How much is my Oregon Auto injury claim worth?
It’s A Common Question
We consult with people injured in auto collisions all the time. There are common questions. What are my rights? What should I sign, or not sign? Who are all these people calling me? These are questions we can answer, but one question we get that is not so easy is:
What is my case worth?
Oregon Injury Case Value Opinions Require Research
I can provide no opinion on the value of an Oregon auto injury claim unless I have all the information I can obtain to evaluate the claim. The first question is whether the other driver is legally responsible for causing your injuries. Many cases are straightforward. For example, a rear end collision is often the fault of the striking vehicle. However, unless you can establish that the other driver’s careless behavior caused the collision and some injury, you do not even get to a claim for damages.
The Losses You Can Recover in An Oregon Auto Injury Claim
To know the value of a claim, you need to know what you can claim.
There are two categories of “damages” or compensation you can claim if injured in an Oregon auto collision. The first is known as “economic” loss or damage. These are objectively verifiable like medical expenses or lost income. You may claim already incurred medical expenses and lost income. In serious injury claims, there may be a claim for future lost earnings or lost earning capacity and need for future medical treatment.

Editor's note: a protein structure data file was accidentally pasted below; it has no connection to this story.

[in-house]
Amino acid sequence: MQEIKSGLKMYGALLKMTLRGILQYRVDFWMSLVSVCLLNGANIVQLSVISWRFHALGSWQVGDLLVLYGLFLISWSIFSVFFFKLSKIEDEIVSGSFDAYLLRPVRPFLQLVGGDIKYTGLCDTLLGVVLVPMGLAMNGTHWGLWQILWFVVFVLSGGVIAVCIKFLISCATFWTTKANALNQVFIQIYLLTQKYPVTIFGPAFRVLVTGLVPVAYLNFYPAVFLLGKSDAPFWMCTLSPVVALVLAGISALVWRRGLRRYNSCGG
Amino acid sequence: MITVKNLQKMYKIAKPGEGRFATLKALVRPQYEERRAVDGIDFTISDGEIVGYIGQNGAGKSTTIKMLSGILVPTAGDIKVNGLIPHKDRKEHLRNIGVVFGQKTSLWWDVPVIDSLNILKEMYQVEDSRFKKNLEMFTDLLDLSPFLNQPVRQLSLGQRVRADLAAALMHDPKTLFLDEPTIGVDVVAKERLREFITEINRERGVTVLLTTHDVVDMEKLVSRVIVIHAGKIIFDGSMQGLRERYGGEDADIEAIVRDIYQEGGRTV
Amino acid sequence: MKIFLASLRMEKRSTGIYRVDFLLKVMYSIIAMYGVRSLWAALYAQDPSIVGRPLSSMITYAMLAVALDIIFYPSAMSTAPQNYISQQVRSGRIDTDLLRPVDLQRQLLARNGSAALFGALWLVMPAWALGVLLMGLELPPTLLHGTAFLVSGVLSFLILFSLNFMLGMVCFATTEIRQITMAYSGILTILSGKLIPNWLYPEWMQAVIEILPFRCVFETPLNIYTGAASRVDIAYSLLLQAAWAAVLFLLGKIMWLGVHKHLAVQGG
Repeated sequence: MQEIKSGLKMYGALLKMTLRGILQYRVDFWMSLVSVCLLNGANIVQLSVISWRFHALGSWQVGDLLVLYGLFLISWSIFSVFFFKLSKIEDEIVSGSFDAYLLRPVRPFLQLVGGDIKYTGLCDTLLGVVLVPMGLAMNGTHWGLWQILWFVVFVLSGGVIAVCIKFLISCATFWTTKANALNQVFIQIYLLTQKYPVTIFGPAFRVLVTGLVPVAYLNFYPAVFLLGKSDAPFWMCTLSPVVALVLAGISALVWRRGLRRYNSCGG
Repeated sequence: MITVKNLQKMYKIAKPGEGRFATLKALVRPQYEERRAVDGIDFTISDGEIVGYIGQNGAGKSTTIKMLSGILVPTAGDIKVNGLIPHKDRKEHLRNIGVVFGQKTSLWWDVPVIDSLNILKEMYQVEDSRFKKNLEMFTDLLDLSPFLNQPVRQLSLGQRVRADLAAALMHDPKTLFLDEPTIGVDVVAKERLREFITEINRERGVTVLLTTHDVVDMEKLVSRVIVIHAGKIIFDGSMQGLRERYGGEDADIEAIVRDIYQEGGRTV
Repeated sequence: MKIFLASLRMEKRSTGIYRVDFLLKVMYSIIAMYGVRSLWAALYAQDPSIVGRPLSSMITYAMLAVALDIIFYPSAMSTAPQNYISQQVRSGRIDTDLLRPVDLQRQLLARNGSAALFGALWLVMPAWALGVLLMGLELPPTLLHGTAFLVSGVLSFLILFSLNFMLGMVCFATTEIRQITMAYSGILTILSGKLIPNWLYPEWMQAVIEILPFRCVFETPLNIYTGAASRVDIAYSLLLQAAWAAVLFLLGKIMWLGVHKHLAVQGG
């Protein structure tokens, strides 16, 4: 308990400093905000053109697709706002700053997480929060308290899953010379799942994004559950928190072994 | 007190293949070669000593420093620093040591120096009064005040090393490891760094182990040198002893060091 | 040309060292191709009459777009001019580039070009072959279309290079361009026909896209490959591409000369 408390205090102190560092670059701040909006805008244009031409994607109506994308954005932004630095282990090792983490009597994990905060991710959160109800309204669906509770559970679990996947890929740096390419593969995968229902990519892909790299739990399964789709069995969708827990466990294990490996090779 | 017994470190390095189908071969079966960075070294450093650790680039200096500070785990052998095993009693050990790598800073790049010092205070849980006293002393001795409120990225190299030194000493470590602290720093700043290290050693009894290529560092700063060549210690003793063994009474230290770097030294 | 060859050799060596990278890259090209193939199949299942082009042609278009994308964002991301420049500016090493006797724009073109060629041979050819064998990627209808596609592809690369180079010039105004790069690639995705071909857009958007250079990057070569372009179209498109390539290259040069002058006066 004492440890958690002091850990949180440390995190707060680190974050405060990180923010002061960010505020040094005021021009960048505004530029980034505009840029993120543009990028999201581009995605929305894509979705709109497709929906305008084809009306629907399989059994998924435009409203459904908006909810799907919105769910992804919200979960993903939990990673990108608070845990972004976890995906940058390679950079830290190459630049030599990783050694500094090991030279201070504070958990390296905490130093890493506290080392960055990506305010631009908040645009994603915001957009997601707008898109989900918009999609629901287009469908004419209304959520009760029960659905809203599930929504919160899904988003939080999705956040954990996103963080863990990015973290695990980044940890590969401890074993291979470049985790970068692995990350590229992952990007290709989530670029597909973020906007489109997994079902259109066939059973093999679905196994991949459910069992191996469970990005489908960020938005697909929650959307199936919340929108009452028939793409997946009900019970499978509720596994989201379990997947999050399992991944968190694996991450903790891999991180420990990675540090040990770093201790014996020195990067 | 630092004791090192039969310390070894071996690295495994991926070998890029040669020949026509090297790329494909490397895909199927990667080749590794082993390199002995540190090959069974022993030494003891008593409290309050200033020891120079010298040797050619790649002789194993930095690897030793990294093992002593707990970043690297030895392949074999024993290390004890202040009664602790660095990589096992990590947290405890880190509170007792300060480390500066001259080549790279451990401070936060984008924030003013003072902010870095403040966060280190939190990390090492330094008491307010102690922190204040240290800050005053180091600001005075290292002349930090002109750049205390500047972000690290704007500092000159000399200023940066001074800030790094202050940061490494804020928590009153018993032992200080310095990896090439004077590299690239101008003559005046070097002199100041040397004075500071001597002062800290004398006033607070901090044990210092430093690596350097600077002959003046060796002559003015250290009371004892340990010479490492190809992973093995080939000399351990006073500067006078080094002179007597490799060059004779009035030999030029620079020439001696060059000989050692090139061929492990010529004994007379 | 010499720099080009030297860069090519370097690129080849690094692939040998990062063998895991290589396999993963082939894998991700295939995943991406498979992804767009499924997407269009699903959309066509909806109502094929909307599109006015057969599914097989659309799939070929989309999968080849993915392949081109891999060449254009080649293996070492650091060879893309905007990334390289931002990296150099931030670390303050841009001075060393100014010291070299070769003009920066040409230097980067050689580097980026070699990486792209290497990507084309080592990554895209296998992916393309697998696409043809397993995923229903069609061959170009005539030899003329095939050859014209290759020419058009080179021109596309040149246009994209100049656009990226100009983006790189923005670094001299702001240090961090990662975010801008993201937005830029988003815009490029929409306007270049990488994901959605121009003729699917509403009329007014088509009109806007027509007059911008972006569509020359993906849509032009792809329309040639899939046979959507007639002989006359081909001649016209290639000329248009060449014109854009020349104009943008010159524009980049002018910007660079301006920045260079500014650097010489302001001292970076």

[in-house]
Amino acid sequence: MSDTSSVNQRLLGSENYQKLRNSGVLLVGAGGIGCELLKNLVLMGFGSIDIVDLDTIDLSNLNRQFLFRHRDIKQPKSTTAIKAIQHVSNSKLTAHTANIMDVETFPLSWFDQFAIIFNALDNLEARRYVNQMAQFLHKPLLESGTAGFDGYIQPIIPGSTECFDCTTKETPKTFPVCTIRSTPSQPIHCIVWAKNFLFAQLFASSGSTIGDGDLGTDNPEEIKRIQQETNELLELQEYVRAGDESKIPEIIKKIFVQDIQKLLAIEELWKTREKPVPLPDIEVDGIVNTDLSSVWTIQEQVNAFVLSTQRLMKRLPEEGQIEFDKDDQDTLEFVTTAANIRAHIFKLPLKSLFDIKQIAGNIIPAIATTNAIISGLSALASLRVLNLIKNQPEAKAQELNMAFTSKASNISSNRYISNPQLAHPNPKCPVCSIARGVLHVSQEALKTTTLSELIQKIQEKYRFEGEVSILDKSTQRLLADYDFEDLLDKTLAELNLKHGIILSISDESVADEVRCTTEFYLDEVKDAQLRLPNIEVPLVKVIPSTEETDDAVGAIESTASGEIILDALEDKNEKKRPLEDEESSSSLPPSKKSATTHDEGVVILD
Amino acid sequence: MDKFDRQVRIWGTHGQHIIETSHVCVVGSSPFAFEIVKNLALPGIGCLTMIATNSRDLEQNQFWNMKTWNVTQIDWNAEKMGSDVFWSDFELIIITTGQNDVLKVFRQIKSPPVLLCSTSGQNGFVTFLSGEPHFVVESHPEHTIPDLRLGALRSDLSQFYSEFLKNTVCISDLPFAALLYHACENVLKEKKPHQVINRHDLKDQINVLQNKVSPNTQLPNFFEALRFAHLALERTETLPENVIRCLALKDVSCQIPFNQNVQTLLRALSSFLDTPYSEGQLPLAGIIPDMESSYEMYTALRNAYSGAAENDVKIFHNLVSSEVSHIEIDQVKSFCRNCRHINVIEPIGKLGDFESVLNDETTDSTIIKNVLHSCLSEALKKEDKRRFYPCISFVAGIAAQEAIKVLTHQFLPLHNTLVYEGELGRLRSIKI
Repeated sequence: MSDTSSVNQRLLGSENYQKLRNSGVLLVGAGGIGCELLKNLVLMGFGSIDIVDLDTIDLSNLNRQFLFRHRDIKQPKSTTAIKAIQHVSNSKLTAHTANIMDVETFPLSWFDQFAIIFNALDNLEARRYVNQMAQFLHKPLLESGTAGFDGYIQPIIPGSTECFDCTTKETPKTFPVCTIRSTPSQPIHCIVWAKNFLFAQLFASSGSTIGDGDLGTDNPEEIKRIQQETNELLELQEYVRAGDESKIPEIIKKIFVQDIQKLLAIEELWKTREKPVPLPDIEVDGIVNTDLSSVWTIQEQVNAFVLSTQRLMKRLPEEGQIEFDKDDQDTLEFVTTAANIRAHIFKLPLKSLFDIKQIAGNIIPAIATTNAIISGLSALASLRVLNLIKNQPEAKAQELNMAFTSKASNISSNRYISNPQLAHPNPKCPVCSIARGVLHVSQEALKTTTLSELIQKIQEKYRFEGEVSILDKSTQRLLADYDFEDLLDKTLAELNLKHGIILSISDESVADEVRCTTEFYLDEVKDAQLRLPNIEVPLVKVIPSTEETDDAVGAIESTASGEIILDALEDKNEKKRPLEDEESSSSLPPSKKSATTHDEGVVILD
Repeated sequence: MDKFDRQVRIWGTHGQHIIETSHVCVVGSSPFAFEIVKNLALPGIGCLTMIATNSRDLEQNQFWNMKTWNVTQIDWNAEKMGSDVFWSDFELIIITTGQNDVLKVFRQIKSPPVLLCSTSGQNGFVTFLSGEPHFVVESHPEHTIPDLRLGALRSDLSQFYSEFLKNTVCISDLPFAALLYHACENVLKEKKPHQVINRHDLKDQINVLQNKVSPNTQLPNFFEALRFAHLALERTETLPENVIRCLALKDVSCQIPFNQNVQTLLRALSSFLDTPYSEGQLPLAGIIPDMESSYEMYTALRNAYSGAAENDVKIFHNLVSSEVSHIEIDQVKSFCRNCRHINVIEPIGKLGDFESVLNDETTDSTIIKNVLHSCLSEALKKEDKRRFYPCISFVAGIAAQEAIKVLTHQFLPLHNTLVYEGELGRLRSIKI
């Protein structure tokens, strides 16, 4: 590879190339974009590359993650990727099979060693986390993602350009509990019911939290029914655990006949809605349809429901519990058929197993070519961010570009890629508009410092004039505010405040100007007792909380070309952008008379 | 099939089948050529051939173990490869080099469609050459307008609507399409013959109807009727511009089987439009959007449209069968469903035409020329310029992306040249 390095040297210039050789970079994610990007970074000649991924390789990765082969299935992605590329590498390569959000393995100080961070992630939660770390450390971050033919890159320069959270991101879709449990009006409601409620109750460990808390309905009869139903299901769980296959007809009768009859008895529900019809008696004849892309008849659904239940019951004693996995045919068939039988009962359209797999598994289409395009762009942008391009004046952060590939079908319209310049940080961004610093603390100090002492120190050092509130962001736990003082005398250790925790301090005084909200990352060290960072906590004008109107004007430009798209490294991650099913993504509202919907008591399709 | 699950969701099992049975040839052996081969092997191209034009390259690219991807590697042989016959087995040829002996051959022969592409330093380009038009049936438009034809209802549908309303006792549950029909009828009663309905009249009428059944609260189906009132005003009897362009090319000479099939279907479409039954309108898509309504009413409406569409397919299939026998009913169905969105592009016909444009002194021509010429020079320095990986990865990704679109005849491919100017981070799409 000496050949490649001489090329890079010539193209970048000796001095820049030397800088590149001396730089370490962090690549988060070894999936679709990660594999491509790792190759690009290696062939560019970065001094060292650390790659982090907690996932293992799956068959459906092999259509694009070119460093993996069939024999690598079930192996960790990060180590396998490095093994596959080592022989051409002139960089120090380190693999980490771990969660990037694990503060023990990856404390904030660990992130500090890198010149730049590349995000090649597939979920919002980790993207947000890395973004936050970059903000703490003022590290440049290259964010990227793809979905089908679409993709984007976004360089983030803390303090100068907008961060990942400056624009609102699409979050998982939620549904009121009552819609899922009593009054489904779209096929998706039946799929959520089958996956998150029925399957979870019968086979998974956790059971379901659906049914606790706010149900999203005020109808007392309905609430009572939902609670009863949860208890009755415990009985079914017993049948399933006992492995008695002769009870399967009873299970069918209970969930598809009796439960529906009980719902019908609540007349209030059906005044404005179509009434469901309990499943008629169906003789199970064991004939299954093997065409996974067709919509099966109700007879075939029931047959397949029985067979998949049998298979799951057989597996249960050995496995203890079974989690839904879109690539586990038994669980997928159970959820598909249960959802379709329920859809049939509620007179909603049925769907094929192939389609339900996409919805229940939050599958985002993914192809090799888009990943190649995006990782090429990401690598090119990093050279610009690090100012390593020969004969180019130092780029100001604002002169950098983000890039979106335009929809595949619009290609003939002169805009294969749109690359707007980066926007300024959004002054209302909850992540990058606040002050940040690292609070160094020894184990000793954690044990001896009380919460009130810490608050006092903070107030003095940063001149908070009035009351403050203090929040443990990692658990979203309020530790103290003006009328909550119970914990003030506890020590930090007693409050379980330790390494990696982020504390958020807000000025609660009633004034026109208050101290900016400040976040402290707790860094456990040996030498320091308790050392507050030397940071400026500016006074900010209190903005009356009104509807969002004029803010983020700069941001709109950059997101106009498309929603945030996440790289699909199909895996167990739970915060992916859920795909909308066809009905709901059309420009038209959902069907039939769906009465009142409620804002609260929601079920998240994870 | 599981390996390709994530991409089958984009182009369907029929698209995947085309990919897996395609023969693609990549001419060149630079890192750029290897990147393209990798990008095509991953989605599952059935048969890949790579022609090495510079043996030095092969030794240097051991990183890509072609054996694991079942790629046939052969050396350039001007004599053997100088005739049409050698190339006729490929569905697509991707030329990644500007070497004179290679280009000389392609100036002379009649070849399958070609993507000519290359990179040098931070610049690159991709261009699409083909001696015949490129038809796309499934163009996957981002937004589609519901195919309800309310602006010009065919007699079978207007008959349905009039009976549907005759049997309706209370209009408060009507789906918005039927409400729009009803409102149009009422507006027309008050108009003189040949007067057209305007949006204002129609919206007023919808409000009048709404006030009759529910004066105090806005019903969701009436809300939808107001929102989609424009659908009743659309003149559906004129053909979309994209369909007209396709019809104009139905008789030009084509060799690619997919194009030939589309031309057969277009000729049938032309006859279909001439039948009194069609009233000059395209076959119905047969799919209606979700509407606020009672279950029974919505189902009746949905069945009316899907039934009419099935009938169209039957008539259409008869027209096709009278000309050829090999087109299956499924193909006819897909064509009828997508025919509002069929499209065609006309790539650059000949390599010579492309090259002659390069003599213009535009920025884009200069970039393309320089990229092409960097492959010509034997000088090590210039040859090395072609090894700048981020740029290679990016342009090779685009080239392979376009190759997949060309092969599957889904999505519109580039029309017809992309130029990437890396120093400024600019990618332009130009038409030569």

Although every case is different, some common themes govern our evaluation of claim value and help us advise our client how to move forward with their Oregon auto injury claim.
How Insurance Adjusters Think
Insurance carriers rely heavily on pieces of information they can use to compare one case to another. Many insurers use database programs that allow input of things like diagnostic codes, billing codes, and the damage to your car. Some of these items are known as “drivers.” Insurance adjusters evaluating an Oregon auto injury claim do not want to hear how the injury has affected you on a real-life level. This is because everyone is different, and that is not something that can be fed into a computer database.
Still, some hard facts impact the value of an Oregon auto injury claim. Here are a few examples.
How the collision occurred is key to determining not only who was legally responsible, but whether the collision could have caused injury.
Generally, the more severe the impact, the more severe the injury. However, a serious injury can occur in a “low-speed” collision, and sometimes our client is fortunate enough to escape serious injury in a high-speed collision. There is not always a strong relationship between the damage to your car or the speed of impact and the resulting injury. But insurance adjusters and defense attorneys have a lot less room to argue that someone was not injured in high-speed collision with significant damage to your car. Fair or not the collision’s severity is a factor.
Medical Evidence: The Insurance Adjuster’s Focus
Medical evidence is probably the most important factor for insurance adjusters and defense attorneys in evaluating Oregon auto injury case value. This is because medical records often contain information that adjusters can compare one case to another (see above). There are other clues in the medical records that help someone injured in an Oregon auto collision prove their claim.
Medical Evidence: Timing of Treatment